How Living In Survival Mode Landed Me In Prison

Atoya Hodges | O/X Society | KNOW Raleigh

I was headed to the office, running late as usual – typical for a Wednesday, or any other day of my life, for that matter. As I was cruising down the road, my Bluetooth beeped to tell me that I had a call. I connected, said hello, and my life changed forever.

“Hi, this is Special Agent Doe (name changed for protection) from the Federal Bureau of Investigation. We are investigating your former boss.”

I completely forgot I was driving until I looked up and realized I was about to slam into the back of a car. Screaming, I ran off the road and hit a mailbox, barely missing the car in front of me. Over Bluetooth, I could hear the agent asking if I was ok. Was I ok? How could he even ask that question? The FBI was investigating someone I had worked for, and now I was apparently going to be part of the investigation. How COULD I be ok? Then I realized that he was probably referring to the screaming coming at him over the line, not my current mental state. I told him what had just happened and assured him I was physically unhurt.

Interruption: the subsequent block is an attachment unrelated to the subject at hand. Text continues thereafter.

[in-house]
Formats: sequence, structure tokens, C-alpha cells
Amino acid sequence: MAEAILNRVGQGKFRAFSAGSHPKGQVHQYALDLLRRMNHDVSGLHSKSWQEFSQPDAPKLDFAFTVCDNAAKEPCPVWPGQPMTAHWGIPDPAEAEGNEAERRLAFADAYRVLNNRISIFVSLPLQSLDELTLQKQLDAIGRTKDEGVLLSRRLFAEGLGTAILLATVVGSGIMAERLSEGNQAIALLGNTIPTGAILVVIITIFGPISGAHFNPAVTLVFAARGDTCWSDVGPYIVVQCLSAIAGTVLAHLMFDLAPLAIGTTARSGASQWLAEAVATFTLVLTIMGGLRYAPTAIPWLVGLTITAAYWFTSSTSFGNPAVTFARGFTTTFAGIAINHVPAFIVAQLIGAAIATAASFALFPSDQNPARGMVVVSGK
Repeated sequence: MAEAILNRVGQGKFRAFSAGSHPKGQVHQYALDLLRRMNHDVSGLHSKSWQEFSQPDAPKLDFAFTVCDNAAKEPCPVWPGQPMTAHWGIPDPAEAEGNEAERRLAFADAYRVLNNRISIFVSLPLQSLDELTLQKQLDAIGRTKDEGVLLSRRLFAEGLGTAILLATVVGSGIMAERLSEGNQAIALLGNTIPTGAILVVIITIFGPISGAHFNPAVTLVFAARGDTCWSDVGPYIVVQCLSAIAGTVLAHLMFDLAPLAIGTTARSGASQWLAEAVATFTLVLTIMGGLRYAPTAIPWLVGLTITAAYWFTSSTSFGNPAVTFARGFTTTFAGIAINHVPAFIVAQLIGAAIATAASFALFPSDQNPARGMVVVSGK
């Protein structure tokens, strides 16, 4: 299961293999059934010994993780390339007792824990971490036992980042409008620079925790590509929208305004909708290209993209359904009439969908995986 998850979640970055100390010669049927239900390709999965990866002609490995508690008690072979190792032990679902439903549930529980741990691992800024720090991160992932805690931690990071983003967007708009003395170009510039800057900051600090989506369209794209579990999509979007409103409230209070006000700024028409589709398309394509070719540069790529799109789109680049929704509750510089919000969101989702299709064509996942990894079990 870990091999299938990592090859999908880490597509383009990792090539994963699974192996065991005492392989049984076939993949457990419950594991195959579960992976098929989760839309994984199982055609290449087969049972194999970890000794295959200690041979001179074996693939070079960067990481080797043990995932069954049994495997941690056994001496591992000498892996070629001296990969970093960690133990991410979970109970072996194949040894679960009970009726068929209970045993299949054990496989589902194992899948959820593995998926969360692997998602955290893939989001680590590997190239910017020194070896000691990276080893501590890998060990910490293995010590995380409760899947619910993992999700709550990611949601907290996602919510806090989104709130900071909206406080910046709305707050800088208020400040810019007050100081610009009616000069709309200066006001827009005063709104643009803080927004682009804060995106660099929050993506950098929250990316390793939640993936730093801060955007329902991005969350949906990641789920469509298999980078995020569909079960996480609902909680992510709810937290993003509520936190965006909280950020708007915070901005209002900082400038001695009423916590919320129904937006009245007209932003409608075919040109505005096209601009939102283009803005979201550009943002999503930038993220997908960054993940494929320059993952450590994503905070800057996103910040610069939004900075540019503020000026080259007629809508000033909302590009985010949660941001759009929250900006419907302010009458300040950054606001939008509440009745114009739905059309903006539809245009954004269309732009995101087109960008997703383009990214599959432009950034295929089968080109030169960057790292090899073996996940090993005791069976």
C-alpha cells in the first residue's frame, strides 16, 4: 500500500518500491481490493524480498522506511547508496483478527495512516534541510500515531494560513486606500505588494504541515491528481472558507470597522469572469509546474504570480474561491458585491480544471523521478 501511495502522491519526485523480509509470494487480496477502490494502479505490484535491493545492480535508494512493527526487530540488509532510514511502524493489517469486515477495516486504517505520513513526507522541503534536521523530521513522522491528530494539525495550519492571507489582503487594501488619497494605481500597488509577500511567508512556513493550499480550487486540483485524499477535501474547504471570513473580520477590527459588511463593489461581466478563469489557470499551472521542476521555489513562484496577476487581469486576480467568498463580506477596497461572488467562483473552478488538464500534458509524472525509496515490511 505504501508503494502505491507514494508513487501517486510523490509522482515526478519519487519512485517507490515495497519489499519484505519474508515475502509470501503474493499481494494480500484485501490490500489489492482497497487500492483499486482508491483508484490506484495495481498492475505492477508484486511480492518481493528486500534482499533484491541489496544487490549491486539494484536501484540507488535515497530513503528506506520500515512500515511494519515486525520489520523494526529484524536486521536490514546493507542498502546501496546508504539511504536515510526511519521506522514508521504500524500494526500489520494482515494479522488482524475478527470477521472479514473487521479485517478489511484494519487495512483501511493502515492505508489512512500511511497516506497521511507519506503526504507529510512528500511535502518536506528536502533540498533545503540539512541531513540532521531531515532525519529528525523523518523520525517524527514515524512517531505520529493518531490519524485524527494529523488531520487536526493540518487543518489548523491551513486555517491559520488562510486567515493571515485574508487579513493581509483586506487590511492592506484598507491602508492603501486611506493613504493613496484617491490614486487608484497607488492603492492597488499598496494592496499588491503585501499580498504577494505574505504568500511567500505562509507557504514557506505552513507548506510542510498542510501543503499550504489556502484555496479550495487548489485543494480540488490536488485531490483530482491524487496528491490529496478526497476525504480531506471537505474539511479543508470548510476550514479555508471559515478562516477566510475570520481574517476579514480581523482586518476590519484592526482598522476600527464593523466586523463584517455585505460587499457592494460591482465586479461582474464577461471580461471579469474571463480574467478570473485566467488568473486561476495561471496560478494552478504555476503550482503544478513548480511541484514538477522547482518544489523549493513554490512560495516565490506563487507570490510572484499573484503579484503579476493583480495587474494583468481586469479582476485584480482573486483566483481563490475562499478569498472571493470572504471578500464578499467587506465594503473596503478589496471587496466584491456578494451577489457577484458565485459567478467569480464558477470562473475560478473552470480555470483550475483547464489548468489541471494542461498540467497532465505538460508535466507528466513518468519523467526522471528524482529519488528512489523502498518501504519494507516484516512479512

We both felt it was best to schedule another appointment once I was not sitting in a ditch.

Looking back now, I realize that sliding into a ditch screaming was the perfect analogy for my life at the time.

 Childhood trauma left me constantly trying to prove to everyone that I was worthy. I had lived 45 years hustling every day, never catching up, always fighting and clawing to stay ahead. I started business after business. I earned two bachelor’s degrees, three masters, and over 50 certifications, to make sure I had education to shield me from my past. I would never go through poverty, hunger, or abuse ever again. I would never allow my child to experience even a fraction of horrors I suffered. Running from the trauma directed my life.